Containers– you’re absolutely right. I love your CD example too. One of my big interests is figuring out ways in which artists can use new technology and blog-based community building to sell their art. I find it so fascinating. There’s a world of opportunity out there if you approach it from the right angle.

      It’s funny, not to be all “connecting the dots,” but this brings up a lot of ideas I used to read about when I was studying media and film. The whole medium and message distinction in particular. (What’s funny is that I never thought Communication Theory would be a practical course, but here I am applying the concepts.)

    • Emilie says:

      p.s. Diggin’ your music! :)

      • Andy says:

        That’s so important for artists yes. I guess it’s that old idea of ‘building a platform’, selling something larger than a product. I love it. Exciting time to be creating. I also find it fascinating that through this you can use artistic expression as a form of ‘marketing’ (for want of a better term) – like you have done with the blog and various other things – that’s essentially marketing as it encourages people to spread your ideas and brings them back to your platform. Content creation, as well as being intrinsically satisfying, is also intrinsically promotion. It’s the sort of ‘marketing’ I can deal with. :)

        That’s really cool – funny when what you think is just useless abstract theory becomes relevant and applicable in real life. Amazing.

        ps. thanks a lot! :)

  9. Rhiiannon says:

    This is great advice! When I used to do theatre performances I found it used to help as well to focus on the ‘high’ you get when you come off stage (or off air in this case) to help get me out there.

    Knowing that the fear was temporary and that the payoff felt SO good was the only thing that got me to get out on stage sometimes.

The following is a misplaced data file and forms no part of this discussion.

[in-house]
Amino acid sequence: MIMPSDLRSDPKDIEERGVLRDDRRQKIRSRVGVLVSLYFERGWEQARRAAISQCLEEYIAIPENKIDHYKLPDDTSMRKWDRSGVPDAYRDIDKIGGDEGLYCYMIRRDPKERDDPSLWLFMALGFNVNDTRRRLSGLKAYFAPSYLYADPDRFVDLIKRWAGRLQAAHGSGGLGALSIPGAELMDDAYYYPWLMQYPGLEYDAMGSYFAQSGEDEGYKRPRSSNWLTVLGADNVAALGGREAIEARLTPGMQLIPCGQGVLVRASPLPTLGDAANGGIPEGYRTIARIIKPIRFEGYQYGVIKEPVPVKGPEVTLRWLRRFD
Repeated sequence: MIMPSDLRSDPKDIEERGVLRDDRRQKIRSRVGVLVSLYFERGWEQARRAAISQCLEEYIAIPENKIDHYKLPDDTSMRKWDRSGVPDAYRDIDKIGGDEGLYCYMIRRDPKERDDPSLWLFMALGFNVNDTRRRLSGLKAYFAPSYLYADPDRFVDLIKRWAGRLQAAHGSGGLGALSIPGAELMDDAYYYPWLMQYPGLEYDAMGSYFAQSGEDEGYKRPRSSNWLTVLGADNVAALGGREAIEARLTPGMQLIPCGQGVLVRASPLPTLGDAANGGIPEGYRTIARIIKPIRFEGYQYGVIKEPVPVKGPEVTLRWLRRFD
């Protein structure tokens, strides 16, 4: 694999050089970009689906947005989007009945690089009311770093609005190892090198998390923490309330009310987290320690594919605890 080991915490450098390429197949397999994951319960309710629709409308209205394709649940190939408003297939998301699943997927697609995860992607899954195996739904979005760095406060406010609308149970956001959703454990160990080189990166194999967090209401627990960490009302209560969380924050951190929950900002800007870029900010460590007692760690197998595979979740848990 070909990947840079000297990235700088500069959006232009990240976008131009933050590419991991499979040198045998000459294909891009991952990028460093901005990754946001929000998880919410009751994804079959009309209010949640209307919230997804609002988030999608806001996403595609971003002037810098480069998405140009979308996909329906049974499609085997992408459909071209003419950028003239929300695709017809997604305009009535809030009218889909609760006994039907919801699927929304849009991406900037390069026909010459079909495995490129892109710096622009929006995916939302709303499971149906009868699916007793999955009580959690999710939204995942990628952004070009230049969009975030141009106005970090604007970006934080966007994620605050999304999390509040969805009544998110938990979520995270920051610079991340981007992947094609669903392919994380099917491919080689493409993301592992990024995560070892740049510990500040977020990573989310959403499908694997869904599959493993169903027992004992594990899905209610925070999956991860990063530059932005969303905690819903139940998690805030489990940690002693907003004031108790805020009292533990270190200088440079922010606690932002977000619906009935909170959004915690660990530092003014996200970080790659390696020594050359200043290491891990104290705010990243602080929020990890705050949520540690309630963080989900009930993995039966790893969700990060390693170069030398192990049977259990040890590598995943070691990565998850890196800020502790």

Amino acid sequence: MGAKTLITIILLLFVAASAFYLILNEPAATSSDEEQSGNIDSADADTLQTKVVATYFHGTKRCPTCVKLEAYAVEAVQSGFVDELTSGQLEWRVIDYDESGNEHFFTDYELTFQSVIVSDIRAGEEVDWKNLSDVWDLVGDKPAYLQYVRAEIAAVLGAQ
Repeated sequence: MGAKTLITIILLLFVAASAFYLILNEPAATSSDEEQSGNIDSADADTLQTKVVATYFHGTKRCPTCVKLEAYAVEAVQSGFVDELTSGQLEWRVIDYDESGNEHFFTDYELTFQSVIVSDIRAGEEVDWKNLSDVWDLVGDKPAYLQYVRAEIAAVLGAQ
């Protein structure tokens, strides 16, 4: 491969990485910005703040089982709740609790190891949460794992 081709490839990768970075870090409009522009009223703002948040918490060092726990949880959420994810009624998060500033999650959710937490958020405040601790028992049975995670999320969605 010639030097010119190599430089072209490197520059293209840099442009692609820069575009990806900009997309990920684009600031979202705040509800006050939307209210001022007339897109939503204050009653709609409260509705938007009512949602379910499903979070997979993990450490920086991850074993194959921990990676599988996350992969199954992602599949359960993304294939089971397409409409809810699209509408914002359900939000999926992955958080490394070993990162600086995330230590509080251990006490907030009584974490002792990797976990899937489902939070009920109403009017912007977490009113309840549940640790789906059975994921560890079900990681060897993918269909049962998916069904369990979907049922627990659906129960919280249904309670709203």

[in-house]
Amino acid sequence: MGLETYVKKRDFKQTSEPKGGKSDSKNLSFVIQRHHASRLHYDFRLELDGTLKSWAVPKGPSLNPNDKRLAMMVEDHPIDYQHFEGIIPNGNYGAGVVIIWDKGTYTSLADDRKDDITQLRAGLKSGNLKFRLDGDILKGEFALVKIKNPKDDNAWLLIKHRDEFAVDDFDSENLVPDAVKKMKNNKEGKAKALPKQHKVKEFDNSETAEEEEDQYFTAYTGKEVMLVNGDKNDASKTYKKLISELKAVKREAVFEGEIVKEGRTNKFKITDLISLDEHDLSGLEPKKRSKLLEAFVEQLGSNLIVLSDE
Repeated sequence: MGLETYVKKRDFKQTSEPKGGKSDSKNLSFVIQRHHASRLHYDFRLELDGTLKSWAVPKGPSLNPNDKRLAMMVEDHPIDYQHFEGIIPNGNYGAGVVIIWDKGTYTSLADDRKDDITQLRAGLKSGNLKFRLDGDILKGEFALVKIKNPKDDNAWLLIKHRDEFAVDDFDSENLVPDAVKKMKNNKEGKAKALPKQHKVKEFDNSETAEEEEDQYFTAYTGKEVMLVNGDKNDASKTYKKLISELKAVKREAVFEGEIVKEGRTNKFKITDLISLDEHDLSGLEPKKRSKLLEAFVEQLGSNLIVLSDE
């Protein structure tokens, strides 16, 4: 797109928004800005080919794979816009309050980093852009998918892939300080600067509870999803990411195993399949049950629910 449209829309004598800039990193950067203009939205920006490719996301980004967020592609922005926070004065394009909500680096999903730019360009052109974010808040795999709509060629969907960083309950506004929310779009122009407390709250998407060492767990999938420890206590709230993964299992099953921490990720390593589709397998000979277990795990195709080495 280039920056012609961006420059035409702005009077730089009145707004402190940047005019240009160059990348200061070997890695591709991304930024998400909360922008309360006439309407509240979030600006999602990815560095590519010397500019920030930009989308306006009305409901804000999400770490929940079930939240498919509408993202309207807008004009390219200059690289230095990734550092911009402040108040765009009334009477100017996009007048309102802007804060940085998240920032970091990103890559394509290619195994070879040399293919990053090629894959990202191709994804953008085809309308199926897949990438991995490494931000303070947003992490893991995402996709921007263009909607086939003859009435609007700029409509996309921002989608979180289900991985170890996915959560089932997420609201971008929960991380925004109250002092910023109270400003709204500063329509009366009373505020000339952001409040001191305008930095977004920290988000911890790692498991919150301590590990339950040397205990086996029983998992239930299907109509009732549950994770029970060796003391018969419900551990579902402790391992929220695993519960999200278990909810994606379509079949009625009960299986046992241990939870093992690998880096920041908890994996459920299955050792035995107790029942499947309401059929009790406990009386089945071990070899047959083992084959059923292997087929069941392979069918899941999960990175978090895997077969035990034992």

10. Joanna says:

    Great interview Emilie! No, it might not be the main point but it speaks to how the techniques work and it is a big card in your “stack of wins” for next time.
    I especially liked and will try to remember/use your advice to sit up and smile. Always get the “fake it til we make it” but we often forget those littlest of things which make a big difference.
    Thank you for your insight and candor (as usual)
    Here is to many more speaking gigs in 2012!

  11. Jonathan says:

    I am late… this was EPIC! Excellent interview!

  12. Jill says:

    I just wanted to take the time to thank you for this amzaing blog/website, I actually stumbled upon your website while looking jobs that involved thinking up ideas. I’m in high desperately trying to find my career, I’hve taken all sorts of classes from science to writing to art and now engineering, almost everything peeks my interest but nothing will jold it and I had almost given up on finding the career that would make work fun for me. I have taken several career tests to see whats best for me and none of them have given me deffinite answer but now I know why… Im a multpotentialist, everyrthing makes sense now. Thank u soo much!

Leave a Comment